|Title||CREATING A NEW CULTURE FOR PART-TIME WORKERS|
|Product / Service||N/A|
|Category||B04. Business Citizenship / Corporate Responsibility & Environmental|
|Entrant||WEBER SHANDWICK Seoul, SOUTH KOREA|
|Idea Creation||WEBER SHANDWICK Seoul, SOUTH KOREA|
|Media Placement||WEBER SHANDWICK Seoul, SOUTH KOREA|
|PR||WEBER SHANDWICK Seoul, SOUTH KOREA|
|Production||WEBER SHANDWICK Seoul, SOUTH KOREA|
|Katrina Foxe Myburgh||Weber Shandwick||SVP, Head of Marketing|
This campaign was unique because it took a stand against the mistreatment of part-time workers in Korea in a way no other brand or organization had ever done before. The fully integrated marketing campaign sought to shift a deeply ingrained culture that undervalued part-time workers, by employing high-impact tactics to reach the broadest possible audience across the country. In addition, the campaign enabled Alba Chunkuk to demonstrate a best-practice approach to engaging with part-time workers, rather than simply promoting its key messages via various communications channels.
From May-December 2016, a wide range of campaigns was implemented to shift the general public’s perceptions about part-time workers. Key campaigns include: • Planning and developing campaign microsite • Securing celebrity ambassadors, actress Suzy, actor Kang Ha-neul and comedian Lee Kyung-gyu, to be featured on TV commercials on TV and social media • Constructing a 15-metre wide, 6-metre tall LED media wall titled ‘Voice of Part-Timers’ in the center of Seoul. • As part of the ‘Alba Income Index,’ analyzing and pitching three-year data on part-timers to Korea’s largest newspaper, Chosun Ilbo • Through ‘Make-a-Wish Mailbox’ series, more than ten Korean celebrities visited selected part-timers at work, with the video shared through social media • Through ‘Part-time Heaven,’ sending four college students to Iceland as part-time workers to participate in a whale protection program. • Contributing to political initiatives through compensation and breakfast delivery for part-time workers on website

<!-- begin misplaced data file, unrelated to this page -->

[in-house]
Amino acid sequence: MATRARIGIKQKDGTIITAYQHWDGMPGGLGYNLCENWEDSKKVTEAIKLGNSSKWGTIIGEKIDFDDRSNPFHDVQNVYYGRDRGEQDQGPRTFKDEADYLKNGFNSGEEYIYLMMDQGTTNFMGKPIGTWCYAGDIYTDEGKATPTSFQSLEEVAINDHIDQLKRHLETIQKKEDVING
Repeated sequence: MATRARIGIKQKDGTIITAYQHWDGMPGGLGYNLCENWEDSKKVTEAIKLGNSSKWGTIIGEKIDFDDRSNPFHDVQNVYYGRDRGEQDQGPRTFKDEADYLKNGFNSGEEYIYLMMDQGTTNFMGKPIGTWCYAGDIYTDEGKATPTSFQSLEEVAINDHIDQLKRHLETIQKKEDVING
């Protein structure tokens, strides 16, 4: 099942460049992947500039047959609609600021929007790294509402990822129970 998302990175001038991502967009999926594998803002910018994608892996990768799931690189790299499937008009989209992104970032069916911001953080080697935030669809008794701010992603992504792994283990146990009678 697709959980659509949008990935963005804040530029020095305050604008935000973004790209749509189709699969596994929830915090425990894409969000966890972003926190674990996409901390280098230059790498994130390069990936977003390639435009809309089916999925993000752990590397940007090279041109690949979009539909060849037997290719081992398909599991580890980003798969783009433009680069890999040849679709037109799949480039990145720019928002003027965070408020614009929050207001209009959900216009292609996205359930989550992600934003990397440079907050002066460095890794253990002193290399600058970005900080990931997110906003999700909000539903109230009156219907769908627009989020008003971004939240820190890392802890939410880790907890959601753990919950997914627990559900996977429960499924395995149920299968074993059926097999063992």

Through this strategic and multi-faceted campaign, the conversation about part-time workers in Korea successfully changed to one that was positive, showing the value they bring to Korea’s workforce. Difficulties that part-time workers encountered were exposed through each of the tactics which helped to shift the general public’s perception but also helped build self-confidence of the part-timer’s. The campaign microsite received more than 5.4 million visitors during the campaign and there was a 221% increase in part-time worker registrations on Alba Chunkuk. On Facebook, YouTube and other targeted social media, the campaign commercials generated 33+ million views; the Make-A-Wish Mailbox videos saw over 48 million views. Traditional media outreach also exceeded campaign objectives, with 118 articles appearing about the TV commercials, Make-A-Wish Mailbox and Part-Time Heaven. One of the greatest outcomes was securing a front-page article on Chosun Ilbo, with daily circulation around 1.4 million, as well as on the front page of the news section of Naver, the largest internet portal in Korea, featuring the Alba Income Index. The media wall alone generated 38 articles from visiting journalists, reaching an audience of more than 30 million readers through their publications and displayed 3,337 comments of encouragement for part-time workers. The Part-Time Heaven whale protection experience surpassed all expectations of the four participants and more than 2,000 hot breakfasts were delivered by Alba Chunkuk to part-time workers.
Alba Chunkuk, Korea’s No.1 online part-time job portal, launched an integrated campaign ‘Creating New Culture for Part-Time Workers’ in May 2016. The campaign aimed to improve the public’s perception of part-timers and promote a mutual understanding between employers and employees. Through TV ads, a media wall displaying comments of part-timers, social media content, and engaging activities, the campaign raised awareness among general public and influenced people’s attitude towards part-timers, dismantling the deeply ingrained culture of undervaluing and mistreating part-time workers.
The strategy focused on driving a cultural shift within Korea surrounding part-time workers, reinforcing a new set of values, perceptions and behaviours. The campaign primarily targeted millennials in Korea, aged between 18-30 years. A 2017 Incruit survey reported that 97.3% of Koreans in their 20s have had a part-time job at least once in their lives, which enabled to leverage the experiences of nearly all 18-30 year olds. This target group also spent a substantial time online, with an average of 20% per day on their mobile phone, indicating that an online, mobile-friendly element to the campaign was essential. With celebrities playing a key role in influencing the beliefs and behaviours, it was also imperative to leverage local influencers in sharing the campaign messages across all communications channels. The campaign also targeted a secondary audience, the general public, to influence their perceptions so part-time workers were valued and appreciated more.